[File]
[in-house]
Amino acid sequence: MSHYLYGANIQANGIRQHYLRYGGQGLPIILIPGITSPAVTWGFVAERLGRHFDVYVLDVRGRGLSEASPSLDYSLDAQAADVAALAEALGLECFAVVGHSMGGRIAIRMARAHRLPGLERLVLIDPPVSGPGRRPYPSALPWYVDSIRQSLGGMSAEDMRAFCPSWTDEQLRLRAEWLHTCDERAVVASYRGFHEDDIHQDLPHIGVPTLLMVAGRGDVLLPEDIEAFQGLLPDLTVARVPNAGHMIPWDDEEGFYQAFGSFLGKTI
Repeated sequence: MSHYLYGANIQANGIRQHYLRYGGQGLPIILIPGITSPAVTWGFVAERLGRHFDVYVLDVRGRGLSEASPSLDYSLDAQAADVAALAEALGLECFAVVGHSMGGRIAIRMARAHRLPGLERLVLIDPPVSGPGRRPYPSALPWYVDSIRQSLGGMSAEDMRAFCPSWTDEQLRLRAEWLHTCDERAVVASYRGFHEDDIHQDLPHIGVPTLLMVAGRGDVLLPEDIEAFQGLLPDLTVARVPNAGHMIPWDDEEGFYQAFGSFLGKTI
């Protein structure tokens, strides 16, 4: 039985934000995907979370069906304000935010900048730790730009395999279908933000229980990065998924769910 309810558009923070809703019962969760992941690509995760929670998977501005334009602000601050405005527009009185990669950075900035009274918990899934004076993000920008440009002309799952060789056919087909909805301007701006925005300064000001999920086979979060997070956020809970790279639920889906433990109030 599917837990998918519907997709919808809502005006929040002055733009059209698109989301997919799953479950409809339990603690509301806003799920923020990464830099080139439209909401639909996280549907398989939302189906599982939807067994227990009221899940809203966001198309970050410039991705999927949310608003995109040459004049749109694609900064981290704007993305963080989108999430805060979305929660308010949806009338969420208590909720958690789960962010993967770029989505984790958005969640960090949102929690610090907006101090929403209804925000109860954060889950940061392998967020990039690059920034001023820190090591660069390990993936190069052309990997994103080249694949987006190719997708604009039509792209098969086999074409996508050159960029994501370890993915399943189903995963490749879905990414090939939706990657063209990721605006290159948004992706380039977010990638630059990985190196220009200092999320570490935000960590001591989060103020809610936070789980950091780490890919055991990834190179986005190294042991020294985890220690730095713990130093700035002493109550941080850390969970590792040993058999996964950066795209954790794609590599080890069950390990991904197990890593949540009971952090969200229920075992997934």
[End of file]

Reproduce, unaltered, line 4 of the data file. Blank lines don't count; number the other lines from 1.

């Protein structure tokens, strides 16, 4: 039985934000995907979370069906304000935010900048730790730009395999279908933000229980990065998924769910 309810558009923070809703019962969760992941690509995760929670998977501005334009602000601050405005527009009185990669950075900035009274918990899934004076993000920008440009002309799952060789056919087909909805301007701006925005300064000001999920086979979060997070956020809970790279639920889906433990109030 599917837990998918519907997709919808809502005006929040002055733009059209698109989301997919799953479950409809339990603690509301806003799920923020990464830099080139439209909401639909996280549907398989939302189906599982939807067994227990009221899940809203966001198309970050410039991705999927949310608003995109040459004049749109694609900064981290704007993305963080989108999430805060979305929660308010949806009338969420208590909720958690789960962010993967770029989505984790958005969640960090949102929690610090907006101090929403209804925000109860954060889950940061392998967020990039690059920034001023820190090591660069390990993936190069052309990997994103080249694949987006190719997708604009039509792209098969086999074409996508050159960029994501370890993915399943189903995963490749879905990414090939939706990657063209990721605006290159948004992706380039977010990638630059990985190196220009200092999320570490935000960590001591989060103020809610936070789980950091780490890919055991990834190179986005190294042991020294985890220690730095713990130093700035002493109550941080850390969970590792040993058999996964950066795209954790794609590599080890069950390990991904197990890593949540009971952090969200229920075992997934």